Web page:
The markets are efficient as Atanu describes and will phase out any company/product that does not satisfy the customers – Absolutely true.
    While the above efficient markets theory works for products, in case of education, private education BUSINESSES which do not satisfy customer getting phased out as well is a leap of faith and may not always happen.
    The flaw with Atanu’s theory is that as companies adapt to stay in business and they will try to achieve profitability through efficiency. In the education value chain one of the inputs is the students – Now if an average or slightly below average student enrolling in a private institution causes their end product to be less than stellar from a markets perspective, they will adjust their supply chain to deny admission to anyone deemed below average. Take this point in the perspective of primary, middle and high school education. The education companies/businesses will have no vested interest in working with the below average candidate (or perceived below average student) and the best way for them to avoid having to work with sub-par input is to not enroll one (costs are also lower when not have to work on improving a sub par input and the final product becomes inherently competitive when eliminating sub-par inputs). Education increases the productivity of an economy overall and letting ONLY MARKETS dictate the education system can very well result in vast swathes of population left behind altogether or denied education outright. So education, especially higher education being privatised helps to some extent, basic primary education cannot and should not be completely privatised.

    The other argument that I put forward is through my personal experience dealing with Privately educated individuals (mostly higher education)during my working career. The individuals are usually bright but private education systems especially in India tend to focus on the flavor of the day – Again its a supply and demand mechanism that forces them to do that albeit for a profit. These products of the private system are usually very deficient in the overall package and are one hit wonders – there is no incentive for the private education company to try to build a complete package.
    I am sure a counter argument can be made to my second argument that markets will phase such one hit wonder creating machines but markets take time to reach efficiency and this can create opportunities for product distortions whose effects can be felt for a very long time economically.

    Education can not be a pure product like a mortgage or bond – markets cannot be extremely efficient as a lot of economists and Miller Modgiliani school of thought experts may testify. If you need examples of inefficiency of markets, we do not need to look farther than most banks which have for a long time sold products which while being profitable to them have destroyed share holder value for a lot of companies (their clients) and yet they continue to exist and become larger on the strength of their balance sheets and continue to increase in size on the back of mega-mergers.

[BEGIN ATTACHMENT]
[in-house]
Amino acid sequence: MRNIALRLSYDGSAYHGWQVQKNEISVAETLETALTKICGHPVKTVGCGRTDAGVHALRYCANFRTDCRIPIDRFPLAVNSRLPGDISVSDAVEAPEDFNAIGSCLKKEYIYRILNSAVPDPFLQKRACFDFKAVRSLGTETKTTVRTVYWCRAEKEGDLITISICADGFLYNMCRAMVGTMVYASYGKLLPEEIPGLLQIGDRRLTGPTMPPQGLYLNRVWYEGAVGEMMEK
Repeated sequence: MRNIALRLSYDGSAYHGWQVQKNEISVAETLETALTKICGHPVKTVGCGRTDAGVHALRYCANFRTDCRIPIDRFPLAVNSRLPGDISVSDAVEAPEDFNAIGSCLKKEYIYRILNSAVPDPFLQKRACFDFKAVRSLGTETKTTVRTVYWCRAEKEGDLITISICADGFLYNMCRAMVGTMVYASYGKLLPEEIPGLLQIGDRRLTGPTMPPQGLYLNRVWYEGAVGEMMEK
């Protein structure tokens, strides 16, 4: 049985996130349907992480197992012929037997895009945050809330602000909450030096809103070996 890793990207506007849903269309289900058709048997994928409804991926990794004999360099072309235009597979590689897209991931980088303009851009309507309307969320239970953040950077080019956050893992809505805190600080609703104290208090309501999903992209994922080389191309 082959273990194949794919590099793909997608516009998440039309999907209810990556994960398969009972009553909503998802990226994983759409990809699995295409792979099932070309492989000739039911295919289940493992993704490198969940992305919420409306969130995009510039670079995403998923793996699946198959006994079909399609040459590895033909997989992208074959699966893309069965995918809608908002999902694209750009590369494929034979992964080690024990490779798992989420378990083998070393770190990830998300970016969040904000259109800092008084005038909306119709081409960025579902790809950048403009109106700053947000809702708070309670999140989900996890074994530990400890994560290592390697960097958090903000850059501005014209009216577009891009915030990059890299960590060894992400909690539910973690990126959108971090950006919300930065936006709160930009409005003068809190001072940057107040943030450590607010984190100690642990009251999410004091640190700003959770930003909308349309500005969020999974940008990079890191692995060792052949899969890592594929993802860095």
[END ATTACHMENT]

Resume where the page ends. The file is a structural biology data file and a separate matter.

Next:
Atanu, I think there is a place for Private Institutions in the education field but they should fulfill needs that the public education systems cannot address. The public education systems are built to serve a very diverse set of stakeholders and have to be nimble and vast in their service. What public education systems cannot provide, the private institutions can do very well. This would help those among the populace that think they need specialized education get that but through their own recourse. Yes this might raise questions of accessibility and affordability for some but no one said Life was fair!. I know it is not a great expression to use here but that is all I have.

    A better solution is to expect and demand the Government to provide a better education product, much like we ask of other private companies. We have to stand up and do that and not just say that it is better to entrust everything to the private hands and that the markets are better at everything.

    Thanks,
    Piyush Goyal

    Comment by Piyush Goyal — June 4, 2007 @ 8:32 am

  11. The debate on private vs public supply of education in India misses some points: One, there is currently no constraint on the private sector setting up educational institutions at the primary and secondary levels. In fact, many housewives have successfully launched ‘schools’ of varying quality in small towns across the country. Despite this, schools are missing in large swathes all over India, probably because of inability of students to pay enough to meet profit criteria or lack of personnel or geographical inaccessibility. Two, equity of access is a key consideration in a country as diverse as India. Across the world, public schools funded by the government operate on the principle of equal access. Access to education based on ability to pay amplifies existing divides, and encourages schools limited to certain communities. Three, government should not absolve itself of the responsibility to provide education. This is a basic government responsibility. In fact, it needs to concentrate its resources on education, health and social sector, while exiting from areas where private sector can operate under regulated competition.

    Panchayats together with community involvement can provide checks and balances on government spending on education. Management of schools should be with the community, including hiring of teachers ( and firing). Private sector must be given free access to the higher and vocational education sectors under market conditions as skills are more attuned to market requirements. Government should provide free access to quality primary and secondary education in a common school system for all.

    Comment by Sharmila Kantha — June 4, 2007 @ 10:17 am